The Titanic submersible captain Stockton Rush explains why he’ll not hire 50-year-old White guys

The Titanic submersible captain Stockton Rush explains why he’ll not hire 50-year-old White guys

OceanGate Expeditions CEO Stockton Rush, who is aboard the missing submersible, once explained why he preferred not to hire 50-year-old White guys with military experience to pilot his company's vessels.

Rush said he valued captains who were inspirational over experience, noting that anybody can drive the sub, which is controlled with a $30 video game controller.

If you start the business, one of the things youll find, there are other sub operators out there, but they typically have gentlemen who are ex-military submariners, and you'll see a whole bunch of 50-year-old White guys, Rush said.

I wanted our team to be younger, to be inspirational, and I'm not going to inspire a 16-year-old to go pursue marine technology, but a 25-year-old, you know, who's a sub pilot or a platform operator or one of our techs can be inspirational, Rush said. So we've really tried to get very smart, motivated, younger individuals involved because we're doing things that are completely new. We're taking approaches that are used largely in the aerospace industry, is related to safety and some of the preponderance of checklists things we do for risk assessment and things like that, that are more aviation related than ocean related, and we can train people to do that, he said. We can train someone to pilot the sub, we use a game controller, so anybody can drive the sub. Rush is one of five crew members on OceanGate's Titan submersible craft, which disappeared in the Atlantic Ocean on Sunday during a dive to the wreckage of the Titanic.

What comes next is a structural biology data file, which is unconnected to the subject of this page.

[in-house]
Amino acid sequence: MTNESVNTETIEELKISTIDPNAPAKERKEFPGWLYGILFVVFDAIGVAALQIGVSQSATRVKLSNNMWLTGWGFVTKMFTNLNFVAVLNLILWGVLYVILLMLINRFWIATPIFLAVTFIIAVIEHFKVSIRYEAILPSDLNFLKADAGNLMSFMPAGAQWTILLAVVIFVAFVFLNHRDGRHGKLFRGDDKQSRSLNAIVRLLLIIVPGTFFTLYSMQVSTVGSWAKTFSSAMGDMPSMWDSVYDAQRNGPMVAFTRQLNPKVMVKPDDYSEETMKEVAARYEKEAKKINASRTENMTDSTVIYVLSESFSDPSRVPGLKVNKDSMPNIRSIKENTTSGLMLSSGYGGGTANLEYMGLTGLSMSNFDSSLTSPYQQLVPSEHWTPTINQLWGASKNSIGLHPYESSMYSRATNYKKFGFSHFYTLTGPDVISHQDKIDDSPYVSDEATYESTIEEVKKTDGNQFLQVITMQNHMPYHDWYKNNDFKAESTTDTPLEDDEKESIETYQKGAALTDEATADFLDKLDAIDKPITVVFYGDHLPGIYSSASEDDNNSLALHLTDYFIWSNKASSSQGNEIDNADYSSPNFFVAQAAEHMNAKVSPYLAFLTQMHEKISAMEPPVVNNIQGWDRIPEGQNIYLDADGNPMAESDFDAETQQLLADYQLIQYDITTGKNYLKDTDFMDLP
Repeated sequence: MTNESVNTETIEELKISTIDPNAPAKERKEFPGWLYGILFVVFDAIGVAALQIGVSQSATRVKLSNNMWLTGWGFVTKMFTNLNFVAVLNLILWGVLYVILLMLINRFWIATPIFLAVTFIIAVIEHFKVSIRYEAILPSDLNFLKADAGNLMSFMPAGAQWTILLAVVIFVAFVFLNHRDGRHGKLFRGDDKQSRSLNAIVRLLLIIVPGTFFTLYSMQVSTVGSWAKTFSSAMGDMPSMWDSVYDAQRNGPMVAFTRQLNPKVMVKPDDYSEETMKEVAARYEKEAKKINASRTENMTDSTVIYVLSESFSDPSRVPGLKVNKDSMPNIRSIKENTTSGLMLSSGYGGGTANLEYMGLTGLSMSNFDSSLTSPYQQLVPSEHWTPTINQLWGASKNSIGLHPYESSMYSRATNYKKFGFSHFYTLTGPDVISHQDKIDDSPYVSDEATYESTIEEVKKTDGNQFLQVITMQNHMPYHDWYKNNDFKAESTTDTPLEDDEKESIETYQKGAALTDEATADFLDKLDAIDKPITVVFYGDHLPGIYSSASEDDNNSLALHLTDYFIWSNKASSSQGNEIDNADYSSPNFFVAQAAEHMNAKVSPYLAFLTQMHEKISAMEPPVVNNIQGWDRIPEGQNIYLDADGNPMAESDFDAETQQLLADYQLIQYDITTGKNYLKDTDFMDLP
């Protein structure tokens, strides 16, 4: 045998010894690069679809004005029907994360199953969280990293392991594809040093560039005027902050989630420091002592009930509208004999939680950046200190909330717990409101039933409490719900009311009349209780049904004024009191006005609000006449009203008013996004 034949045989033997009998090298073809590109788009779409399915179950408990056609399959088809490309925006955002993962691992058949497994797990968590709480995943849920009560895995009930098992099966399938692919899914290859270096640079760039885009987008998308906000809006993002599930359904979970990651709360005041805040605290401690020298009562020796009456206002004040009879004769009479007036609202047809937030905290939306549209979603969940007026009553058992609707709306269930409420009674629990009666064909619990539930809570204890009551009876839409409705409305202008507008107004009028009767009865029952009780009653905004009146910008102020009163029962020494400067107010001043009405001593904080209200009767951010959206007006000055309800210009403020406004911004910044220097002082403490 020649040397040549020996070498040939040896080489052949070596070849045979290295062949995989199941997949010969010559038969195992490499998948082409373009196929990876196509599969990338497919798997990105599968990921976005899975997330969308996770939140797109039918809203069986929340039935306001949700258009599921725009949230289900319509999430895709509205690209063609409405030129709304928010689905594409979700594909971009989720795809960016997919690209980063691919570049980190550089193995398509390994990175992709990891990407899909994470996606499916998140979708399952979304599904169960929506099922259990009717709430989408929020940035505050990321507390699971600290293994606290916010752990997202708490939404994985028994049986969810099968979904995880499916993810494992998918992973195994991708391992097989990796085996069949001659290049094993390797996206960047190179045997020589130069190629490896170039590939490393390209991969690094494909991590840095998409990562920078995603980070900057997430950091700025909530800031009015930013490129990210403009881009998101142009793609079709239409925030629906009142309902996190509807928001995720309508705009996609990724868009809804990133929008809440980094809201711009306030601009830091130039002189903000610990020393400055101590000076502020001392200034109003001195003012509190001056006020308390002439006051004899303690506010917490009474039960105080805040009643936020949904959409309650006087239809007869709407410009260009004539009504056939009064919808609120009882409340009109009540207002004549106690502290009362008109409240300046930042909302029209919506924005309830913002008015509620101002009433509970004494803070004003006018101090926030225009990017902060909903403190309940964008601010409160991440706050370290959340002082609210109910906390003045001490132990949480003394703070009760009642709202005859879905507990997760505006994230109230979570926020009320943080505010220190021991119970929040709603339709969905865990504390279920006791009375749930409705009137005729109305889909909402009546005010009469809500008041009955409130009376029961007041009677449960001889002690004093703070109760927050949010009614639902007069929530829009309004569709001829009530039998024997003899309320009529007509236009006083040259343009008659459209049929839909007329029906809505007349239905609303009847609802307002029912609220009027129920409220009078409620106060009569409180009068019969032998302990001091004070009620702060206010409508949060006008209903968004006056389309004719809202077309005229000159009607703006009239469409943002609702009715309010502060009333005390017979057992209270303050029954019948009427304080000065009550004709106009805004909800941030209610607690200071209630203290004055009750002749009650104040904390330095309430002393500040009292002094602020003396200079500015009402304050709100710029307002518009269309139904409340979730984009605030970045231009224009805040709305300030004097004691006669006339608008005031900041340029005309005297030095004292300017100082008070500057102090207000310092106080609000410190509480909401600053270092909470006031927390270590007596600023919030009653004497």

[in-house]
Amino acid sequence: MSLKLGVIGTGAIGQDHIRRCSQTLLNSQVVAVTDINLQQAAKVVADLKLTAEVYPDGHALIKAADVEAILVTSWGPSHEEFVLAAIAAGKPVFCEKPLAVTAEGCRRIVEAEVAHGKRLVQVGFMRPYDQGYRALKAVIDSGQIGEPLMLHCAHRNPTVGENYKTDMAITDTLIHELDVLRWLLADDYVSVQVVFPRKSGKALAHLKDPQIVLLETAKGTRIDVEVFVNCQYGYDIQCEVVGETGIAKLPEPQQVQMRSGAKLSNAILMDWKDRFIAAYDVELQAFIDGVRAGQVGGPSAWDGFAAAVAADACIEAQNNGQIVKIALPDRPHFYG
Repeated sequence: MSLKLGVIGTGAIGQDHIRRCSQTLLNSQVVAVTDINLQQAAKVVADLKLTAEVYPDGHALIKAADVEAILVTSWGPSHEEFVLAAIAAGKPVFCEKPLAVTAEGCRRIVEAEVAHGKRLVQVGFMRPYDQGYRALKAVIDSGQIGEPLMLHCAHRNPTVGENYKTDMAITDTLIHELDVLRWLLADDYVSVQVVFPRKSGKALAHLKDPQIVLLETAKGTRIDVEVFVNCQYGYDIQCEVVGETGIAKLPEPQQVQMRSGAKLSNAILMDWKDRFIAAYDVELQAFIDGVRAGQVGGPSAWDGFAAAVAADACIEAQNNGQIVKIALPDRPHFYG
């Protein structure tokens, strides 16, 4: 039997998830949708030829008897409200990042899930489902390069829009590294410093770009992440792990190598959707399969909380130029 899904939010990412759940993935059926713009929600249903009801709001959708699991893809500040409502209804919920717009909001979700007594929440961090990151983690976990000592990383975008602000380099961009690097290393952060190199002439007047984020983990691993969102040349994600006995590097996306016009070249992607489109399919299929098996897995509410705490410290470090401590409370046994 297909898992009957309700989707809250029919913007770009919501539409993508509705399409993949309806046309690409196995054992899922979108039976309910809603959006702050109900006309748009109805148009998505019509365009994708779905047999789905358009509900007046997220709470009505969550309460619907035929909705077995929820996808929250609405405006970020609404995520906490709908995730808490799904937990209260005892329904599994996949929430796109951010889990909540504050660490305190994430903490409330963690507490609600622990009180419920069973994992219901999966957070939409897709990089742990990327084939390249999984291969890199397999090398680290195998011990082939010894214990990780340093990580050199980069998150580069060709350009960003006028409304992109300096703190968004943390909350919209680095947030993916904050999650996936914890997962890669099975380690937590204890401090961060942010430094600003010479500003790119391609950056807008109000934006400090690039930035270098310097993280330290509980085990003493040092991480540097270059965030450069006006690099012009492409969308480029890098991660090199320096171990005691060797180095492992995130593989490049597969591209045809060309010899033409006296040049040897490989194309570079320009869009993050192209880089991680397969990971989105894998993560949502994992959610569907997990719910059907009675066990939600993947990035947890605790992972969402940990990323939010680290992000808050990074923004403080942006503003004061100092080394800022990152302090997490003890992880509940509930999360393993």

The U.S. and Canadian authorities are conducting rescue efforts, as the crew is sealed inside the craft with a limited oxygen supply. The other passengers are French businessman Paul-Henry Nargeolet, British businessman and explorer Hamish Harding, and Pakistani businessman Shahzada Dawood and his son Sulaiman Dawood.

The Titan submersible will run out of breathable air by 5 to 6 a.m. Thursday, the Coast Guard said.

The Coast Guard activated three new vessels in the Atlantic Ocean on Wednesday to join the search and rescue effort with additional tools to scan the ocean floor as they race against the clock.

OceanGate Expeditions provides a maximum of $250,000 per person for exploration of the ocean depths in a 22-foot-long submersible capable of diving 13120 feet underwater.

Rush revealed that the craft is controlled by a modified Logitech F 710 wireless gamepad, which retails on Amazon for 30 cents.

Rush started OceanGate in 2009 and has several custom-designed submersibles, such as Titan, which was designed to reach depths of 13123 feet needed to inspect the wreck of the Titanic, which is about 12,500 feet deep. When at sea, the Titan uses SpaceX's Starlink satellite communication system.

The Titan's website states that it has enough life support capacity to keep its five-person crew alive for 96 hours. The Coast Guard said the submersible departed the Canadian research vessel Polar Prince on Sunday morning for its trip to the Titanic, and the ship lost contact with the sub after about one hour and 45 minutes.